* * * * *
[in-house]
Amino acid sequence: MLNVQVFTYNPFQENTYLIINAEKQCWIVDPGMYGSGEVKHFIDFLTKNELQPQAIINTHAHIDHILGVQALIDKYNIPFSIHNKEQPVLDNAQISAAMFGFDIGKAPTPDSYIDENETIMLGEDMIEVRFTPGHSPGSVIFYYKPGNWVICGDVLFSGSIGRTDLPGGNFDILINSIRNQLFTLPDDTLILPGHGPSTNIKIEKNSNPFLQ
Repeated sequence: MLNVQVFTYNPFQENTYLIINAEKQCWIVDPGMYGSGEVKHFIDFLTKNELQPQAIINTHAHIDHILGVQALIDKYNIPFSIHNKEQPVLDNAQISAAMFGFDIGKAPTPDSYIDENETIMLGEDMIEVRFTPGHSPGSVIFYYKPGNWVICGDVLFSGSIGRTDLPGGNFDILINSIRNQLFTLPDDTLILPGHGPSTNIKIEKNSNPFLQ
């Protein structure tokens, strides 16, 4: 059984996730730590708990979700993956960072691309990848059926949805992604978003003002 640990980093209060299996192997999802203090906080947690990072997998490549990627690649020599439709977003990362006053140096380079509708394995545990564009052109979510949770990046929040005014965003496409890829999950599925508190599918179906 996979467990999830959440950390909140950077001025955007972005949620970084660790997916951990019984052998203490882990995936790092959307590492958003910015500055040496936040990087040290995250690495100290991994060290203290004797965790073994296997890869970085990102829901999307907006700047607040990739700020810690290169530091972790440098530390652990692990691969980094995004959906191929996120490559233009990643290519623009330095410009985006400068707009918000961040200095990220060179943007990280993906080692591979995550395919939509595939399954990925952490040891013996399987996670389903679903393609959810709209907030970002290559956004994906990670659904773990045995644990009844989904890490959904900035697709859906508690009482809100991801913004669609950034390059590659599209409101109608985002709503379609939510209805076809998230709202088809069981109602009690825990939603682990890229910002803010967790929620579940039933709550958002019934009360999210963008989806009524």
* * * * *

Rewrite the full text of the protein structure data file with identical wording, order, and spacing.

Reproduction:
[in-house]
Amino acid sequence: MLNVQVFTYNPFQENTYLIINAEKQCWIVDPGMYGSGEVKHFIDFLTKNELQPQAIINTHAHIDHILGVQALIDKYNIPFSIHNKEQPVLDNAQISAAMFGFDIGKAPTPDSYIDENETIMLGEDMIEVRFTPGHSPGSVIFYYKPGNWVICGDVLFSGSIGRTDLPGGNFDILINSIRNQLFTLPDDTLILPGHGPSTNIKIEKNSNPFLQ
Repeated sequence: MLNVQVFTYNPFQENTYLIINAEKQCWIVDPGMYGSGEVKHFIDFLTKNELQPQAIINTHAHIDHILGVQALIDKYNIPFSIHNKEQPVLDNAQISAAMFGFDIGKAPTPDSYIDENETIMLGEDMIEVRFTPGHSPGSVIFYYKPGNWVICGDVLFSGSIGRTDLPGGNFDILINSIRNQLFTLPDDTLILPGHGPSTNIKIEKNSNPFLQ
């Protein structure tokens, strides 16, 4: 059984996730730590708990979700993956960072691309990848059926949805992604978003003002 640990980093209060299996192997999802203090906080947690990072997998490549990627690649020599439709977003990362006053140096380079509708394995545990564009052109979510949770990046929040005014965003496409890829999950599925508190599918179906 996979467990999830959440950390909140950077001025955007972005949620970084660790997916951990019984052998203490882990995936790092959307590492958003910015500055040496936040990087040290995250690495100290991994060290203290004797965790073994296997890869970085990102829901999307907006700047607040990739700020810690290169530091972790440098530390652990692990691969980094995004959906191929996120490559233009990643290519623009330095410009985006400068707009918000961040200095990220060179943007990280993906080692591979995550395919939509595939399954990925952490040891013996399987996670389903679903393609959810709209907030970002290559956004994906990670659904773990045995644990009844989904890490959904900035697709859906508690009482809100991801913004669609950034390059590659599209409101109608985002709503379609939510209805076809998230709202088809069981109602009690825990939603682990890229910002803010967790929620579940039933709550958002019934009360999210963008989806009524």